(Tobias Schwarz/AFP/Getty Images)
(Tobias Schwarz/AFP/Getty Images)

Americans and Germans express very different opinions about the state of relations between their two countries. While roughly two-in-three Americans characterize relations as good, a 56% majority of Germans take the opposite view.

The two publics also have different perspectives on the core elements of the U.S.-German relationship. A 45% plurality of Germans believe economic and trade ties are the most important component of the relationship, while just around one-third point toward shared democratic values. Only 16% say security and defense ties are most important.

Americans are almost evenly divided between those who say security and defense are the most important element of the relationship and those who name economic and trade ties. About one-in-five cite shared values about democracy.

In both nations, there are partisan differences over what binds the two countries together.1 Among Americans, Republicans clearly see defense ties as most important (47%), with 28% naming economic and trade ties and just 12% naming shared values. Democrats are almost evenly divided across the three options.

In Germany, supporters of Chancellor Angela Merkel’s center-right Christian Democratic Union (CDU) and its partner the Christian Social Union (CSU) tend to see economy and trade as the relationship’s most important aspect while placing relatively little importance on defense. Those who back the center-left Social Democratic Party (SPD) are split between democratic values and economic ties.

Partisan divides also shape public opinion about other facets of the bilateral relationship. In the U.S., Democrats are more likely than Republicans to believe Germany is doing the right amount to help solve global problems. While supporters of both parties agree the U.S. should cooperate more with Germany, this belief is more common among Democrats.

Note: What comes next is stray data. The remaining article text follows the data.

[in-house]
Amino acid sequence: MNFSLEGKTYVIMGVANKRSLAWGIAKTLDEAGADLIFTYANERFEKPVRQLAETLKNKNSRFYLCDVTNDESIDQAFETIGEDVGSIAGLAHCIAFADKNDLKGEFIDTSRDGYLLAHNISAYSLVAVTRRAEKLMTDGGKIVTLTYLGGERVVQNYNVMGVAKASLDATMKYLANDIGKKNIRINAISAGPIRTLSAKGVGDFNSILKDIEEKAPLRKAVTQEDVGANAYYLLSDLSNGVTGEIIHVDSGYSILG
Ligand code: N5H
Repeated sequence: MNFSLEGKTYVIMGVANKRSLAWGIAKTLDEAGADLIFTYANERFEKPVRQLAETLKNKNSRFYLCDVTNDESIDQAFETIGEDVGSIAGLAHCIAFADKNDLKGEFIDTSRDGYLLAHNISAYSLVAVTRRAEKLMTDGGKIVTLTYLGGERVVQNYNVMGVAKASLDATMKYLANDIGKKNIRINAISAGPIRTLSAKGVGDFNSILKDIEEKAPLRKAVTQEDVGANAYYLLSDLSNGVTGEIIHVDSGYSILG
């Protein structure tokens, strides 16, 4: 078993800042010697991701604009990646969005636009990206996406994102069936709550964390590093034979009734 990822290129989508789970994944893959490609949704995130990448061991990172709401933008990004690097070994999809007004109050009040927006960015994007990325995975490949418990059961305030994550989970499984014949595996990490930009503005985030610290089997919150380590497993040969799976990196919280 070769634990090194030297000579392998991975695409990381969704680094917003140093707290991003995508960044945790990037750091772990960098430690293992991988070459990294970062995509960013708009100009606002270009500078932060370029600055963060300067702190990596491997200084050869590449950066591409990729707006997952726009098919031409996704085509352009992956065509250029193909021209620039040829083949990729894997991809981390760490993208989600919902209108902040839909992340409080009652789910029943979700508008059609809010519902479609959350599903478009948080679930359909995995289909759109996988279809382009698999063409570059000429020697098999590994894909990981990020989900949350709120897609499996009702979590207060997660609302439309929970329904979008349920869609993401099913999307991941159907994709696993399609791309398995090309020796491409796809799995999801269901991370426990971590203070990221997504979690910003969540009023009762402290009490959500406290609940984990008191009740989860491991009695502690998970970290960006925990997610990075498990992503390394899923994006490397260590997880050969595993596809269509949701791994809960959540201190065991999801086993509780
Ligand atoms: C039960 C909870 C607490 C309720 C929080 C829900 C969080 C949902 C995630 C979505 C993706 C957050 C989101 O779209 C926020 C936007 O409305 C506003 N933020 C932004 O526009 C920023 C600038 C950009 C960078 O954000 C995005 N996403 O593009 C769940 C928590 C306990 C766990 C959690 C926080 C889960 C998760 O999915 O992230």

In addition, Democrats are more likely to name Germany as a top foreign policy partner for the U.S. Among Democrats, 21% believe Germany is one of the two most important partners for the U.S., putting it in the third spot overall behind Great Britain (32%) and China (26%). Among Republicans, Germany is tied for the seventh spot, alongside Russia, with just 5% of Republicans citing it as a top partner.

Democrats are also more likely to see trouble in the U.S.-German relationship. Roughly three-in-ten believe relations with Germany are bad, compared with just 12% of Republicans. However, majorities of both parties describe relations as good.

In Germany, CDU/CSU and SPD voters agree that their country’s relations with the U.S. are in bad shape. At the same time, supporters of these parties also see the U.S. as a top foreign policy partner.

These are among the key findings from parallel surveys fielded in the U.S. by Pew Research Center and in Germany by the Körber-Stiftung. The U.S. survey was conducted Oct. 6-10, 2017, among 1,012 respondents. The Germany survey was conducted Oct. 4-18, 2017, among 1,005 respondents. Additional findings are included from a Pew Research Center survey of Germany and the U.S., conducted Feb. 16-April 7, 2017, among 2,507 respondents.

Correction (March 2018): A previous version of this report misstated results for Great Britain on survey questions Q1a-b in the United States. These results were revised March 1, 2018, as were the report and any graphics that used these results. The changes do not impact the report’s overall analysis.